“TAMACC is committed to continue advocating on behalf of the over 700,00 Hispanic owned businesses in Texas, and to be a voice for women-, minority- and Service-Disabled Veteran owned businesses. Lawmakers should be working to improve the HUB program not diluting it,” says Pauline E. Anton, TAMACC President and CEO.
Employee Stock Ownership Plan
An employee stock ownership plan (ESOP) is an employee-owner program that provides a company's workforce with an ownership interest in the company.
In an ESOP, companies provide their employees with stock ownership. Shares are allocated to employees and may be held in an ESOP trust until the employee retires or leaves the company. The shares are then either bought back by the company for redistribution or voided.
In many cases, voting rights are given only to certain shareholders, and more senior employees may be allocated more shares than new hires; typically, they are tied to the compensation an employee receives from the company. Compared with cooperatives, ESOP-centered corporations often allow for company executives to have greater flexibility and control in governing and managing the corporation.
Most corporations, however, use stock ownership plans as a form of in-kind benefit, as a way to prevent hostile takeovers, or to maintain a specific corporate culture. The plans generally prevent average employees from holding too much of the company's stock.
Many closely held companies have little or no succession plan in place. As a result, the day a founder or primary shareholder leaves the business often results in significant adverse consequences for the company, the employees and the exiting owner. ESOPs offer transitional flexibility that can facilitate succession planning.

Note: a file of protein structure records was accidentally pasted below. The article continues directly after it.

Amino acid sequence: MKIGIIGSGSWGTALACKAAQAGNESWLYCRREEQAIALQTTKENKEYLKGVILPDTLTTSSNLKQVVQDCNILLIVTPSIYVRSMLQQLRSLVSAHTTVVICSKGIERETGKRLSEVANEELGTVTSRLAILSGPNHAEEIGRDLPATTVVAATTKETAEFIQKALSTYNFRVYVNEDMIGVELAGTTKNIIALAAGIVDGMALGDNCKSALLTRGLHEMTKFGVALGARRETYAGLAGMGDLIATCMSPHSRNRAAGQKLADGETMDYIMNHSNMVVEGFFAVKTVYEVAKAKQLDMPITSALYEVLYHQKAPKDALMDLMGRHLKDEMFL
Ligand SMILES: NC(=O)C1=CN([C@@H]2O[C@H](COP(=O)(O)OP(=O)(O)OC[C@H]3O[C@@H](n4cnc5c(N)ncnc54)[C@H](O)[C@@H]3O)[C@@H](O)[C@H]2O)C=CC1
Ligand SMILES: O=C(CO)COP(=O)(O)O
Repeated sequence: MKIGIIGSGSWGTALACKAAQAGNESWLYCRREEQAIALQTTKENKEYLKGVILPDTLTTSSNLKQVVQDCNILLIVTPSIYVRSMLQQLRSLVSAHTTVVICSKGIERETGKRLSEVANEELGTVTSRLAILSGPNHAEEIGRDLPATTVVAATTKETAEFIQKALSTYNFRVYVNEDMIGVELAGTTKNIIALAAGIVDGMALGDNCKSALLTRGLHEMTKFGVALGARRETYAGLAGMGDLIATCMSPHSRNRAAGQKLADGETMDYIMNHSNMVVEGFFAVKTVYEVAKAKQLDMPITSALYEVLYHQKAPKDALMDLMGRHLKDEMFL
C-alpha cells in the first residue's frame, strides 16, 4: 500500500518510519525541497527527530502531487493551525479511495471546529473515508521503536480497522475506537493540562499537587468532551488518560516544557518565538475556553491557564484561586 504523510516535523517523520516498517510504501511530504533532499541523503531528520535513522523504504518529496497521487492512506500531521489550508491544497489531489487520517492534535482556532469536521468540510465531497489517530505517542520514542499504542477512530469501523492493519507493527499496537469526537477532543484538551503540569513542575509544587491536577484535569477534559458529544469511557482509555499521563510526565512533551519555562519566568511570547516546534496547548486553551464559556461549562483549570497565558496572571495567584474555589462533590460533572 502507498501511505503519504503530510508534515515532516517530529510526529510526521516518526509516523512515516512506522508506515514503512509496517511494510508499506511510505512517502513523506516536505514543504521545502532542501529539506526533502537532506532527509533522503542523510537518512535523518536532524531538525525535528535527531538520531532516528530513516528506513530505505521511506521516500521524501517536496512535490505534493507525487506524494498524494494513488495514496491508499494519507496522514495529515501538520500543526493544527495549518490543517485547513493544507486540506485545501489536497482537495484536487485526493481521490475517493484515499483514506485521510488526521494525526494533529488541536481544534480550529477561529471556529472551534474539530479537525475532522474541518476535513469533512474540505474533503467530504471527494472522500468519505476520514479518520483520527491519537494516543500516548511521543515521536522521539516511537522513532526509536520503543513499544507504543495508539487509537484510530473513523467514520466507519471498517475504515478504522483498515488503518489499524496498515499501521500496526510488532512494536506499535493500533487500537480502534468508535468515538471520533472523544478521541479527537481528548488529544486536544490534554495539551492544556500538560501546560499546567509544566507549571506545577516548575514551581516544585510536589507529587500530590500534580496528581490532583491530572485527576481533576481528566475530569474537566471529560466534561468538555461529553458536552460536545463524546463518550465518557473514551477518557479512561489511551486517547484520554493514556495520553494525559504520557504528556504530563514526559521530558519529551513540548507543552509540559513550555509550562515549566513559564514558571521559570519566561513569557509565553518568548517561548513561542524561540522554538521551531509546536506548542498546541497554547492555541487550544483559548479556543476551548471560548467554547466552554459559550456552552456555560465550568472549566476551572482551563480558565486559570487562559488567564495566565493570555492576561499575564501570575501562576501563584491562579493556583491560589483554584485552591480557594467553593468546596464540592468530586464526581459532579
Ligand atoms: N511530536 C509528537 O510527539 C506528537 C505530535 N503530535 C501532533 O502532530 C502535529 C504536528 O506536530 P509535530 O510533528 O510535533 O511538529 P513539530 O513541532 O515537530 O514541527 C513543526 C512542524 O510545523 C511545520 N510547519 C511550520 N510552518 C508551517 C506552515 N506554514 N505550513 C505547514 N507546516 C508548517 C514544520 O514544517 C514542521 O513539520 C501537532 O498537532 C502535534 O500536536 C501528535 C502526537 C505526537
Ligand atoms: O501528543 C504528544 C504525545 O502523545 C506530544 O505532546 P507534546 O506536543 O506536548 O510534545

Historically Underutilized Business (HUB) Program
In 2008, the State’s Comptroller’s office contracted with an independent vendor to determine if there was compelling enough information to continue the HUB program. The resulting Disparity Study released in 2009 confirmed the need for the continuation of the Statewide HUB Program, based primarily on:
statistical disparities by race, ethnicity and gender classification in current HUB utilization, particularly in prime contracting;
statistical disparities by race, ethnicity and gender classification in the private marketplace, particularly in the area of utilization of women- and minority- owned firms in commercial construction;
statistical disparities in firm earnings by race, ethnicity and gender classification, even after controlling for capacity-related factors; and
anecdotal testimony of disparate treatment as presented by business owners in interviews, surveys, public hearings and focus groups.
The findings are the basis for any rule revisions required of this agency by Chapter 2161, Government Code.
The Texas Association of Mexican American Chambers of Commerce (TAMACC) is a nonprofit 501 (c)(6) organization created to promote business leadership, create economic opportunities and provide legislative advocacy for the Hispanic business community in Texas. TAMACC was founded in 1975 to encourage opportunities in commerce and to organize local programs to improve the economic condition of the Hispanic population. TAMACC is an association with more than 15,000 members and advocates for over 700,000 Hispanic businesses in Texas.